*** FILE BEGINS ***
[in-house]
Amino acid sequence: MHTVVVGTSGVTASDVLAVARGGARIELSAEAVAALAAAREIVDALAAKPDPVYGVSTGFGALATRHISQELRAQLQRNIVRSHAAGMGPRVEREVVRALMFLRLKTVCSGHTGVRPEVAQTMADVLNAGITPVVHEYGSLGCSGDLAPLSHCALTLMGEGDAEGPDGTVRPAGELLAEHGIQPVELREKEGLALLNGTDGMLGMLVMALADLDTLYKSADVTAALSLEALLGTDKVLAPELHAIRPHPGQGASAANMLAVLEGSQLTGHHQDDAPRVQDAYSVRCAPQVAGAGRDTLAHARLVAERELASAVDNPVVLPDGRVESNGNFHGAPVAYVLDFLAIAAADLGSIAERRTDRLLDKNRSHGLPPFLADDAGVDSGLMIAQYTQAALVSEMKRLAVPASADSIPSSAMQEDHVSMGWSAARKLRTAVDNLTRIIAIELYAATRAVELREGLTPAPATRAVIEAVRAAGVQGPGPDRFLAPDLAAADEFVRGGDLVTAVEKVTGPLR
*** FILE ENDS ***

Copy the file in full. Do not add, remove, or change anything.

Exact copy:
[in-house]
Amino acid sequence: MHTVVVGTSGVTASDVLAVARGGARIELSAEAVAALAAAREIVDALAAKPDPVYGVSTGFGALATRHISQELRAQLQRNIVRSHAAGMGPRVEREVVRALMFLRLKTVCSGHTGVRPEVAQTMADVLNAGITPVVHEYGSLGCSGDLAPLSHCALTLMGEGDAEGPDGTVRPAGELLAEHGIQPVELREKEGLALLNGTDGMLGMLVMALADLDTLYKSADVTAALSLEALLGTDKVLAPELHAIRPHPGQGASAANMLAVLEGSQLTGHHQDDAPRVQDAYSVRCAPQVAGAGRDTLAHARLVAERELASAVDNPVVLPDGRVESNGNFHGAPVAYVLDFLAIAAADLGSIAERRTDRLLDKNRSHGLPPFLADDAGVDSGLMIAQYTQAALVSEMKRLAVPASADSIPSSAMQEDHVSMGWSAARKLRTAVDNLTRIIAIELYAATRAVELREGLTPAPATRAVIEAVRAAGVQGPGPDRFLAPDLAAADEFVRGGDLVTAVEKVTGPLR